Perpetual Accounting

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Contents

Description

ADempiere implements the modern Accounting Theory referred to here as 'Perpetual Accounting'. It refers to the process of financial reporting especially as it relates to the Year End Closing Process.

Executive Summary

Processes were created many years ago to help humans manage the high volume of accounting. An example process includes transferring totals from income or expense accounts to retained earnings to help report profit to owners. Modern computers are fast and capable of handling more complex high-volume math than humans.

This document discusses how to use the power of modern computing to simplify the financial reporting while managing the complexities of multiple calendars, currencies, and organizations. The solution is to create a special purpose account in the P&L section of the ledger and post a single calendar-end GL Journal debiting this account (assuming we made a profit) and crediting the Balance sheet - Retained Earnings Account. The sum of all P&L accounts will now be zero as will the sum of the balance sheet accounts.

Background

When handwritten accounts books were kept and calculators/computers did not exist, certain processes were adopted to enable accounting to be done with the limited tools available at the time. Some examples:

  1. Subsidiary Ledgers for all kinds of transactions were kept and then just the totals of these were posted into the general ledger. The reasons were simplicity and the fact that two people could not write in the same account book at the same time. Computers don't have this problem but a common hang over in todays financial software is the breakdown of the General Ledger into Debtors, Creditor and General (sometimes referred to as Nominal) Ledgers.
  2. Debits and credits were kept in separate columns because it was easier to add all the positive numbers in the debit column and then all the 'positive' numbers in the credit column and then subtract one from the other to find the net movement. It was beyond people's capabilities to accurately add a column which contained both positive and negative numbers. Computers don't have this problem.
  3. At year end it was necessary to find the profit or loss and update the retained earnings of the owners. It was also necessary to start entering transactions in P&L accounts for the new year from a zero balance. This was done by actually posting entries in the manual ledgers at year end to bring each P&L account to a zero balance with entries like:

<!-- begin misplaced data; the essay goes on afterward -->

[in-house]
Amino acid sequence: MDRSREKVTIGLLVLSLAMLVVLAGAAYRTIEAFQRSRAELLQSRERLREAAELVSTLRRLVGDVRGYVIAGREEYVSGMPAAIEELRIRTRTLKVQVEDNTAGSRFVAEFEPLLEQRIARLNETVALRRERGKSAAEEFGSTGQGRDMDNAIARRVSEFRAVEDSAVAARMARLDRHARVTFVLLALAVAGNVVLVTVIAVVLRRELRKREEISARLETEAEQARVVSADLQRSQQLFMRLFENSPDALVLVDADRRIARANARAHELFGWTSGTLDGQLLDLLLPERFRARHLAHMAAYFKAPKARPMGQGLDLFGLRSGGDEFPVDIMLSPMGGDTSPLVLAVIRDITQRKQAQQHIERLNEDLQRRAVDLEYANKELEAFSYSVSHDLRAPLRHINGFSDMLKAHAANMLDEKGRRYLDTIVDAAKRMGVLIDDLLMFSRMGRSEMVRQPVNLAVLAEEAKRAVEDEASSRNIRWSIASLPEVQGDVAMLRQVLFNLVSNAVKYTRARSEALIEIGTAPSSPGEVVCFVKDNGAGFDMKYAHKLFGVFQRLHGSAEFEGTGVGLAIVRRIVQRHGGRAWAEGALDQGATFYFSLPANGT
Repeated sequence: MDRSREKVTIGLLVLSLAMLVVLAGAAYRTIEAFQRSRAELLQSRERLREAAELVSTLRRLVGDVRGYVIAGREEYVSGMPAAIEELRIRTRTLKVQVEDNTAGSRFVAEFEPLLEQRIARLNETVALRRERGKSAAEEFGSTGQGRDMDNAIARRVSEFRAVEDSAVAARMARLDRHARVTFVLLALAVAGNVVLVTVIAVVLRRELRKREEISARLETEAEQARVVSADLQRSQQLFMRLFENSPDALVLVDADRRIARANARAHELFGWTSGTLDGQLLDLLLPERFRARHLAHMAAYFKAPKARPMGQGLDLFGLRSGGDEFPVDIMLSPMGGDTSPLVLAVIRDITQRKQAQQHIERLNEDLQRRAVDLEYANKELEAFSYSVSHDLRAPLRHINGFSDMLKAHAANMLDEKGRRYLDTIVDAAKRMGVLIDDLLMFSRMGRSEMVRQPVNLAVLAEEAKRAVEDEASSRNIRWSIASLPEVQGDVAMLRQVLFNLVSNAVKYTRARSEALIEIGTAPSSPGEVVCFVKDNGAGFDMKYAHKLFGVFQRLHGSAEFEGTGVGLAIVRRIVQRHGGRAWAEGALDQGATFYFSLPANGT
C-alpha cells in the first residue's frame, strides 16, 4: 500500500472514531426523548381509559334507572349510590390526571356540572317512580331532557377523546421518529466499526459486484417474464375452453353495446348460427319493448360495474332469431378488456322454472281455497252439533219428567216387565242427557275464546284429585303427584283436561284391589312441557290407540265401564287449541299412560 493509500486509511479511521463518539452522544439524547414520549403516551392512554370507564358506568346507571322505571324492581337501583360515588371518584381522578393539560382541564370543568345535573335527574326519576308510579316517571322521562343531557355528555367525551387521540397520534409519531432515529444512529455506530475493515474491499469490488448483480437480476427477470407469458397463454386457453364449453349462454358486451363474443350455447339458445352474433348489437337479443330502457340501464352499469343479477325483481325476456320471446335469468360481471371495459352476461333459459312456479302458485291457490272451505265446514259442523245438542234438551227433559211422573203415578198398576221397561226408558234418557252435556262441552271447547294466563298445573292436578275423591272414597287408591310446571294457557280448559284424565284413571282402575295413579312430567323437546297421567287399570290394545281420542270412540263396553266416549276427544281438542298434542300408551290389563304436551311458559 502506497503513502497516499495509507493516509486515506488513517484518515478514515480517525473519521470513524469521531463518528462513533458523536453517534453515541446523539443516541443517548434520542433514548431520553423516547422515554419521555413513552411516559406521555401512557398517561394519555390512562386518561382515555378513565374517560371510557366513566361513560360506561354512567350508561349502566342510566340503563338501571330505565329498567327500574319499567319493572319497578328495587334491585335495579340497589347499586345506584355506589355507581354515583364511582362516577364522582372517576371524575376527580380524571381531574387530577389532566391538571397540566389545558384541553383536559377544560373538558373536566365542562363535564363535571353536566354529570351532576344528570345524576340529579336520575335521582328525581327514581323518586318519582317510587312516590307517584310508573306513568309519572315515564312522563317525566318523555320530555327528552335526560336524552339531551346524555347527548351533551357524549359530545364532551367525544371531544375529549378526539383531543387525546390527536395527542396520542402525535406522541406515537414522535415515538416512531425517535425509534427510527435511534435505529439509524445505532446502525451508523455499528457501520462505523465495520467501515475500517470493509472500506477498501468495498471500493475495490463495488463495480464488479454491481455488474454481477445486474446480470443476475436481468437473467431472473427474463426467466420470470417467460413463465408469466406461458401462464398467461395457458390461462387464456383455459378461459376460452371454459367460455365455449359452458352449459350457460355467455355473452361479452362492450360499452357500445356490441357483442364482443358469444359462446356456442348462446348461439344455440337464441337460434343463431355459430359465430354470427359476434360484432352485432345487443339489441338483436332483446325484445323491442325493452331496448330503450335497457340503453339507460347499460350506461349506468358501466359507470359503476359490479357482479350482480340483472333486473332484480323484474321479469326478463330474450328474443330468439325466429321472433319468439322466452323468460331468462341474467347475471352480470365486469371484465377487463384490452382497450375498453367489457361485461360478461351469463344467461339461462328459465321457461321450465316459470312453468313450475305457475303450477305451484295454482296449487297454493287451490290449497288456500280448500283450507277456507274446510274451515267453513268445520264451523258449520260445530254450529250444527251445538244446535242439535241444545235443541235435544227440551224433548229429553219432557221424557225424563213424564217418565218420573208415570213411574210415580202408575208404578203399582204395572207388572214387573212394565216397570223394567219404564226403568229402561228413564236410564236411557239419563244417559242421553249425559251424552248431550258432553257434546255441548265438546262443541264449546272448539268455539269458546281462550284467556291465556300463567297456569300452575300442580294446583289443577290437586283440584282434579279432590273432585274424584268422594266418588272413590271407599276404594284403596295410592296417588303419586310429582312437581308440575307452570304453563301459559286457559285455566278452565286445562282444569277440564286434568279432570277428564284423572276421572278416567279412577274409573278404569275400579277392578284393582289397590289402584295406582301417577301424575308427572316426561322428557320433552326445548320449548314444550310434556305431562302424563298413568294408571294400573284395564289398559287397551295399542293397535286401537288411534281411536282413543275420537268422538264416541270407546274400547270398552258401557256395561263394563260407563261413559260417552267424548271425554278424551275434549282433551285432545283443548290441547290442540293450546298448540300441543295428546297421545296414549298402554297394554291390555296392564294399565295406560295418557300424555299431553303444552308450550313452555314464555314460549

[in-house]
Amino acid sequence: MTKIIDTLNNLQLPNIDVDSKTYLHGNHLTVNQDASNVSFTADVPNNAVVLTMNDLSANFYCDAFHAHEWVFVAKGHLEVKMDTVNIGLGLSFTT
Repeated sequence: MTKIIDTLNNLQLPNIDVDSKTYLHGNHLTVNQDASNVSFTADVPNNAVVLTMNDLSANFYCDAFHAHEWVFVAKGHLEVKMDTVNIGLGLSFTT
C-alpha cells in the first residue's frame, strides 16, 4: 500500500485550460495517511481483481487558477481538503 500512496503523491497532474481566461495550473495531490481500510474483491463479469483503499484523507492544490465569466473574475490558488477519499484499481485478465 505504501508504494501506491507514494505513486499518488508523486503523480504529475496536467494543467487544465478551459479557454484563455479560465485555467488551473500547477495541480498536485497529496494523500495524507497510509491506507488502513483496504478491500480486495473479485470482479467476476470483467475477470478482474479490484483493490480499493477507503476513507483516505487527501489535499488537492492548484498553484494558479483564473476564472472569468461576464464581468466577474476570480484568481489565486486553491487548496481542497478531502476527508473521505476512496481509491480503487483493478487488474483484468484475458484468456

• Income - (assume a credit balance of 100) - enter a debit of 100 and a credit to the P&L account of 100
  • Expenses - (assume a debit balance of 80) - enter a credit of 80 and a debit to the P&L account of 80
The Income and Expenses account now each have a balance of zero and the P&L account has a balance of 20 credit which could then be journalled to the retained earnings account in the balance sheet so the P&L account now also has a balance of zero and the sum of all P&L accounts is zero (as is the sum of all balance sheet accounts).
Computers don't need to do all this! They are happy to just add up all transactions between a start date and an end date and print the numbers on a report.
It is interesting that some people keep trying to make computers operate the same way as old manual accounting systems. [Many people will have heard the expression "closing the books". The following link has quite a good explanation of the steps to be followed http://www.sbaresource.com/closing_the_books.htm It may have been written by an accountant who still owns a quill pen ;-) ]

The Solution

In ADempiere, if you are going to produce a balance sheet for a period for which you have not done a 'closing' journal, the Balance Sheet report layout must sum and include each P&L account into the Equity section of the Balance Sheet report. This is because the sum of whole trial balance will always be zero but the sum of just the balance sheet general ledger accounts will only be zero at the end of a group of periods where a 'closing' journal has been posted. The P&L accounts can be summed into a report line called Current Year Result (or similar) or can be added into the Retained Earnings account balance line. You could of course post a 'closing' entry each month if you wanted to but there does not seem a lot to gain from doing so.

It follows from the above paragraph that, in ADempiere, you could do no 'closing' entry at all and simply rely on the reports adding the correct figures from the ledger and including the P&L account balances in the equity section of the balance sheet. Since Assets minus Liabilities = Equity plus P&L accounts it really does not matter whether the P&L accounts add to zero (because their values have all been journalled to the retained earnings account) or whether they have a balance which is just added to retained earnings. However a possible reason to actually post a journal is that it shows exactly what was calculated and reported to be the result for a period and if something is subsequently changed in a P&L account (either intentionally or by some error) then the sum of the P&L accounts for a group of periods will no longer be zero and the accountant will be alerted.